Think of an incredibly beautiful woman. Call her Zoë. Think of her classically handsome husband, a finance executive—ripped, bespectacled, fussy, laconic, a fan of Bach, a reader of The Economist. Call him Ignacio. Ignacio, like all good attractive people, has a brother. His brother is also sexy and ripped, but swarthier than Ignacio. Let's call him Gonzalo, since that's his name in La Mujer de Mi Hermano, which translates: My Brother's Wife. Gonzalo seduces Zoë, which any man in his right mind would do; Zoë's game. Gonzalo is hot and Zoë's marriage to Ignacio—well, Zoë and Ignacio only have sex on Saturdays. The movie works because these three actors (Bárbara Mori as Zoë, Christian Meier as Ignacio, Manolo Cardona as Gonzalo) are so slammin' hot it seems plain that all they'd want to do is undress one another. All the self-entitlement at work is depressing—she and he feel like they can sleep together because her husband doesn't bang her enough, he feels like he doesn't have to sleep with his wife if it's not Saturday—and nothing is more emblematic of self-entitlement than the big, modern house that Ignacio and Zoë seem bored by. Substantively, the movie is weak, but it's entrancing. In one shot, Zoë and Gonzalo kiss out of focus. In focus, in the foreground, is a swooping curve of furniture, upholstered in textured tan fabric, trimmed with metal studs. Oh, rich people and their problems. (Christopher Frizzelle) Fox Tower 10
A film that asks if we "really know the truth about 9/11." Snore. Fifth Avenue Cinemas
Films from Reed College students and alumni. Reed College
Mission: Impossible III
See review this issue. Regal Cinemas, etc.
Charlie Chaplin's 1936 film, in which he attempts to live in modern society. But modernity's so confusing! Clinton Street Theater
One Last Thing...
The last wish of a terminally tumored 16-year-old (Michael Angarano) is a lusty weekend with a supermodel (Sunny Mabrey). The problem isn't really the film's banality, nor that Mabrey isn't that pretty. It's mainly that screenwriter Barry Stringfellow (a TV writer for series such as Sweet Valley High and Perfect Strangers) has the teens speak the way adults think teens speak—and as a result, you end up hating the little fuckers. The film is minimally star-studded—Cynthia Nixon is the boy's mother, Gina Gershon finds work again as Mabrey's agent, and Ethan Hawke has an unbilled cameo as the dead father—and utterly injurious. Stay away. (William Gardner) Hollywood Theatre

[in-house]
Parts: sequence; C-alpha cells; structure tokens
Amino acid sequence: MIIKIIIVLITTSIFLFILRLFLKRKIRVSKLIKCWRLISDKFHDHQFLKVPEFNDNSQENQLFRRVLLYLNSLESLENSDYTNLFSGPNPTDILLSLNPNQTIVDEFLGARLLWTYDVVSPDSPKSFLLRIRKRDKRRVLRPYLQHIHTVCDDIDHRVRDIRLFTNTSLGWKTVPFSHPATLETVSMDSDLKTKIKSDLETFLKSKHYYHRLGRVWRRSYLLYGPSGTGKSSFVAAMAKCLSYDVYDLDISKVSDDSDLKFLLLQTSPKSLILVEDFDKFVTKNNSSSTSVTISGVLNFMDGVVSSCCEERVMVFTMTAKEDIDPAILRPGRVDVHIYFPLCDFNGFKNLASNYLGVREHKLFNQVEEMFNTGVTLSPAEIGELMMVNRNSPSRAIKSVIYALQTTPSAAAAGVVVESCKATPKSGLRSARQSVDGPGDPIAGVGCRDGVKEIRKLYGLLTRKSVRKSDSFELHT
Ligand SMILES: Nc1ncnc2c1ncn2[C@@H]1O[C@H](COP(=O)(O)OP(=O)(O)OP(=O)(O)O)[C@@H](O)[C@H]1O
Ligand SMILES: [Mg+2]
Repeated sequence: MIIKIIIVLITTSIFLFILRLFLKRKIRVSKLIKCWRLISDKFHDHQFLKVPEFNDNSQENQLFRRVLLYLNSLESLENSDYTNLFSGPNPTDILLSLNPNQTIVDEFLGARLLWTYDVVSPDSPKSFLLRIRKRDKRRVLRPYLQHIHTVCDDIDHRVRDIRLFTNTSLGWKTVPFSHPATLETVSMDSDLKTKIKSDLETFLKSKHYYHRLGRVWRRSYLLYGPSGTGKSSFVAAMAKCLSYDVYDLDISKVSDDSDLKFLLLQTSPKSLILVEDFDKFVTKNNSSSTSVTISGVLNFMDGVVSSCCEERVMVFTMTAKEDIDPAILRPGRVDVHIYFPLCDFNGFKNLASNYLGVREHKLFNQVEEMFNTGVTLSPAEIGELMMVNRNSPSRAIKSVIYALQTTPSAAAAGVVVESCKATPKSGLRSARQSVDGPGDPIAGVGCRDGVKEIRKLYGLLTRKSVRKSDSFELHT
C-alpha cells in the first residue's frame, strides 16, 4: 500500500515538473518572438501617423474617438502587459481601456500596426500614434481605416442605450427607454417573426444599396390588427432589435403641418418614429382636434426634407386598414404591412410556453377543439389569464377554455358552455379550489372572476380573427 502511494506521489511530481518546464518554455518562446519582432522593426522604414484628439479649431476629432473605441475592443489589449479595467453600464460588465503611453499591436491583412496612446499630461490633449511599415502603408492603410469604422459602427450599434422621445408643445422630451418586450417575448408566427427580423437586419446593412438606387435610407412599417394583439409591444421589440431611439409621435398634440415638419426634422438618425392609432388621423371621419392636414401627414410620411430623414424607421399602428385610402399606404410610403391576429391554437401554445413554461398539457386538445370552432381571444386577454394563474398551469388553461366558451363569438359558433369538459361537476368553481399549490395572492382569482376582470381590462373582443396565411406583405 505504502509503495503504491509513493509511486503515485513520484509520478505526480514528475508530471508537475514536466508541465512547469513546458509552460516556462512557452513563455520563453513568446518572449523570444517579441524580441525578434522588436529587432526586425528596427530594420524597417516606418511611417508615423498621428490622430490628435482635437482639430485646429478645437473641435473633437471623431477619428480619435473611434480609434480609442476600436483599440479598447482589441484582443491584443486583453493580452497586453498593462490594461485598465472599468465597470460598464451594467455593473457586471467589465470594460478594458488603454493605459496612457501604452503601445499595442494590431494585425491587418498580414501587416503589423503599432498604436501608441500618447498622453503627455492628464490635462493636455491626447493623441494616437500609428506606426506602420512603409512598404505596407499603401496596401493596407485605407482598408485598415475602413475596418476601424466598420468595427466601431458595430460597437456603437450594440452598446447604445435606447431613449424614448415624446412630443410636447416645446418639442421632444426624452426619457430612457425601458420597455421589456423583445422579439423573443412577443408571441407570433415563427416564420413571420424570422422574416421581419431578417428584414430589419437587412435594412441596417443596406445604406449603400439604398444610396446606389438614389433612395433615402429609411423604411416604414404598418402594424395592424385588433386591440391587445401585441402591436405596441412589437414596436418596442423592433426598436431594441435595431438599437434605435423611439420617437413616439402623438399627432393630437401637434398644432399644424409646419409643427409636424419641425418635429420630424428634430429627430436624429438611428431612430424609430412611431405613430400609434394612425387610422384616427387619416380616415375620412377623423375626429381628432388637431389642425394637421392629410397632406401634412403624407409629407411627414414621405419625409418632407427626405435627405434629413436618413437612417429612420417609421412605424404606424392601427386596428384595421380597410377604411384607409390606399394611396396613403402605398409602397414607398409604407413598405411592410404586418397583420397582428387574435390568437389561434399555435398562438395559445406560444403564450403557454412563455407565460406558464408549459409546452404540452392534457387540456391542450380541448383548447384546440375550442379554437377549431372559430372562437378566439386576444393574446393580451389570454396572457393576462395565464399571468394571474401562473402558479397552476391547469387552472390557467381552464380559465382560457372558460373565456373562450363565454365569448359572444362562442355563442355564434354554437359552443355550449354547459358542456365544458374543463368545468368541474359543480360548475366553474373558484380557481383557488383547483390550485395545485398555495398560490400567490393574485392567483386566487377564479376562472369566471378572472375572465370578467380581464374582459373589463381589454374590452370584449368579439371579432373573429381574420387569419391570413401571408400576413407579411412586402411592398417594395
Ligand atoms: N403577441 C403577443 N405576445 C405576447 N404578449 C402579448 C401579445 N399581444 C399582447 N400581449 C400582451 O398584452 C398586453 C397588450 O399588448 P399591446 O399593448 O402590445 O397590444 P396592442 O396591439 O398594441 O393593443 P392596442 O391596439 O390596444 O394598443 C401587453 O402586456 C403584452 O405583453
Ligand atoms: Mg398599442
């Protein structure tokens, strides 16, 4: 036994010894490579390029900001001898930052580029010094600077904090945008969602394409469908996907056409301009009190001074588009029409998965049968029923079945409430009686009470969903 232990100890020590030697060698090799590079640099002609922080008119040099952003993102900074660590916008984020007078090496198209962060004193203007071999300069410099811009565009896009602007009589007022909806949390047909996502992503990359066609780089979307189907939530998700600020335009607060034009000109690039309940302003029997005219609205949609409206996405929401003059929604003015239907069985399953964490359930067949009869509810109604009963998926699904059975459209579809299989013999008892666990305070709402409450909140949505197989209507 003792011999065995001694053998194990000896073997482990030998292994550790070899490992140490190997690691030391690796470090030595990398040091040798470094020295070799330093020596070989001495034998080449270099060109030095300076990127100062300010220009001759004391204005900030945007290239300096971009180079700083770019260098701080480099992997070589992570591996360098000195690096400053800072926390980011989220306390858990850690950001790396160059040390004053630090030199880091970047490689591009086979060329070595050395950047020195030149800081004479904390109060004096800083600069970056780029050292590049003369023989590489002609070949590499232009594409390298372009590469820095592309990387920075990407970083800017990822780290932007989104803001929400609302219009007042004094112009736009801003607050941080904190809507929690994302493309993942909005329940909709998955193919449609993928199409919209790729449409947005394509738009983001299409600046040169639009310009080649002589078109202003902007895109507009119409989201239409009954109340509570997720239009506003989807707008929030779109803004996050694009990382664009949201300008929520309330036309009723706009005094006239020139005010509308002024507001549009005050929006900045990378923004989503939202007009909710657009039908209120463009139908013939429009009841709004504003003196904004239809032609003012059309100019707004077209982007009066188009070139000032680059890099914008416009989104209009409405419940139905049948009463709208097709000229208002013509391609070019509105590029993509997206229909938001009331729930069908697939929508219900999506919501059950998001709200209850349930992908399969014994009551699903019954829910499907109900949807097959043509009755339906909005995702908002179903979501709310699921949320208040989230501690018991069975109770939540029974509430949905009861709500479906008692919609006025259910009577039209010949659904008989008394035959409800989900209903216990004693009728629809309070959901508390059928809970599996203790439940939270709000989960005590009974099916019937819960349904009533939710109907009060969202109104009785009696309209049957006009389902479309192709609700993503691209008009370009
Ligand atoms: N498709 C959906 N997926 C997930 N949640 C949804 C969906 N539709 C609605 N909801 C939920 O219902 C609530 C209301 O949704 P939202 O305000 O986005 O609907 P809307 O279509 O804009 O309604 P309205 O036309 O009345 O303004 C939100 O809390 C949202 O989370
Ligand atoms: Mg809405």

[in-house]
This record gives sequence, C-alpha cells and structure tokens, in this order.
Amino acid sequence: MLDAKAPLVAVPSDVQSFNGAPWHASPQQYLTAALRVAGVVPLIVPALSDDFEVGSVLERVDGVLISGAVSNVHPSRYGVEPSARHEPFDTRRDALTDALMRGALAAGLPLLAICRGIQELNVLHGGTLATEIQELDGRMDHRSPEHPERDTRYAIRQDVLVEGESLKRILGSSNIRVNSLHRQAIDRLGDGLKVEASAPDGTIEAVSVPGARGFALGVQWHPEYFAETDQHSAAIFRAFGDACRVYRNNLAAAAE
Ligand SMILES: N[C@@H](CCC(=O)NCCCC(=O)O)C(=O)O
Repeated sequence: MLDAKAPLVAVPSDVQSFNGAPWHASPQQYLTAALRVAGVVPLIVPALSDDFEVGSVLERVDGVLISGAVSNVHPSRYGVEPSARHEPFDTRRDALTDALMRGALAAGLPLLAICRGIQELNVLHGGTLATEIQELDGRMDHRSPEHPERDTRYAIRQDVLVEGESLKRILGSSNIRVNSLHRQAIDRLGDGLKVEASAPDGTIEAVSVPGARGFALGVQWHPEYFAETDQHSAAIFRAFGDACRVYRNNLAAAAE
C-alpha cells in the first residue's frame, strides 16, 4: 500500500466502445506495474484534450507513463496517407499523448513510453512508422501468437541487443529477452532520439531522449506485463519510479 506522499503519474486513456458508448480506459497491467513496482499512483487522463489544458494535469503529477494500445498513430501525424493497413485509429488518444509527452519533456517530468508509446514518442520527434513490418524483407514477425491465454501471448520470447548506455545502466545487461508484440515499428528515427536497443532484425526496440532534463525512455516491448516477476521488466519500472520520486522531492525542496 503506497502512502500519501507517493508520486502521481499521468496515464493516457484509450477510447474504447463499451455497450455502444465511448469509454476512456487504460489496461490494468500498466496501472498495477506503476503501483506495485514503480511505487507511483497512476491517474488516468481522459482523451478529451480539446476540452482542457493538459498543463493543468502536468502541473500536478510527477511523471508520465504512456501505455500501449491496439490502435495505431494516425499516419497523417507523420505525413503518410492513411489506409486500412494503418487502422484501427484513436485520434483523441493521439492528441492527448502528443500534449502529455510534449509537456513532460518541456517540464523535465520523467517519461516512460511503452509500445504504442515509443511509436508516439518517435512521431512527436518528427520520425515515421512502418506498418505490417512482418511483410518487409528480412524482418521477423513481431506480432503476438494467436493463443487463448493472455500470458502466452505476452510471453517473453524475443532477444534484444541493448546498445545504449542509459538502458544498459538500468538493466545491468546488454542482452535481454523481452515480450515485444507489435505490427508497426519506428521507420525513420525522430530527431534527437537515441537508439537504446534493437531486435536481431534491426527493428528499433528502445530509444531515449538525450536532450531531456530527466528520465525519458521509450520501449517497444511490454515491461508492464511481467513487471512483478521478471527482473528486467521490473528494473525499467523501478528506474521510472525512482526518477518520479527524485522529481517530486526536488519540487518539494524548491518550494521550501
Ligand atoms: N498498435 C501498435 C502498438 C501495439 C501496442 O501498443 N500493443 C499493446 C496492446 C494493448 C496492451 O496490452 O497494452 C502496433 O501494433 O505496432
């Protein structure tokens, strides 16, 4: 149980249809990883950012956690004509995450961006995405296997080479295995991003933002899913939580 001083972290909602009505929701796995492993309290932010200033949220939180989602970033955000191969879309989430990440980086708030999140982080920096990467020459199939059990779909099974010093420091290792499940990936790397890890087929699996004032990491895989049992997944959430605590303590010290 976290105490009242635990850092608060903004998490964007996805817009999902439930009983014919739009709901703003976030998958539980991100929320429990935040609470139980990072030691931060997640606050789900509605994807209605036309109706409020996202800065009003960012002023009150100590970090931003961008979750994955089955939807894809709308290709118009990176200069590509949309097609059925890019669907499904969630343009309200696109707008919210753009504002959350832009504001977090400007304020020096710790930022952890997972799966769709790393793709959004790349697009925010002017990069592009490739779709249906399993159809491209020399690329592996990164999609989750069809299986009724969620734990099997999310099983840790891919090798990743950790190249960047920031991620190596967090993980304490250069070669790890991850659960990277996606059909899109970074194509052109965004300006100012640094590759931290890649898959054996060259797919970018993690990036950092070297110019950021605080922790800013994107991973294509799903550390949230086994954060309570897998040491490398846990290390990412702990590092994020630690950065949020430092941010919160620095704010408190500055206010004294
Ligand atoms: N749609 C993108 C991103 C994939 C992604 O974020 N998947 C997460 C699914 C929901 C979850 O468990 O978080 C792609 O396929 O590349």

See review this issue. Fox Tower 10
Rebecca Baron: Surveillance, Documentation, and Narrative
Cinema Project's screening three films by Rebecca Baron over two days—and the first night is the clear winner. How Little We Know of Our Neighbours, Baron's most recent film, examines Britain's Mass Observation Movement, beginning with its inception in the early 1930s. Equal parts anthropological observation and creeptastic voyeurism, the Movement sought to expose the innermost secrets of society by monitoring and photographing the activities of an unsuspecting public. In the age of the Patriot Act, this is a riveting—and wholly unsettling—piece of filmmaking. To round out the programming, How Little We Know will be screened with Spare Time, a film made by the Movement's main photographer, Humphrey Jennings, in 1939. (John Motley) Cinema Project @ New American Art Union
Spirit of the Beehive
A young girl in a Castillian town sees Frankenstein, and is changed forever. Hey, thanks, Frankenstein's monster! Whitsell Auditorium
The Tomato Effect
An investigation that "uncovers shocking secrets" about the case of Zane R. Kime, a practitioner of "environmental medicine" (hippie alert!) who was singled out for persecution by the government. Again, just to be safe: HIPPIE ALERT! Goddamn. They're everywhere. Clinton Street Theater
See review this issue. Guild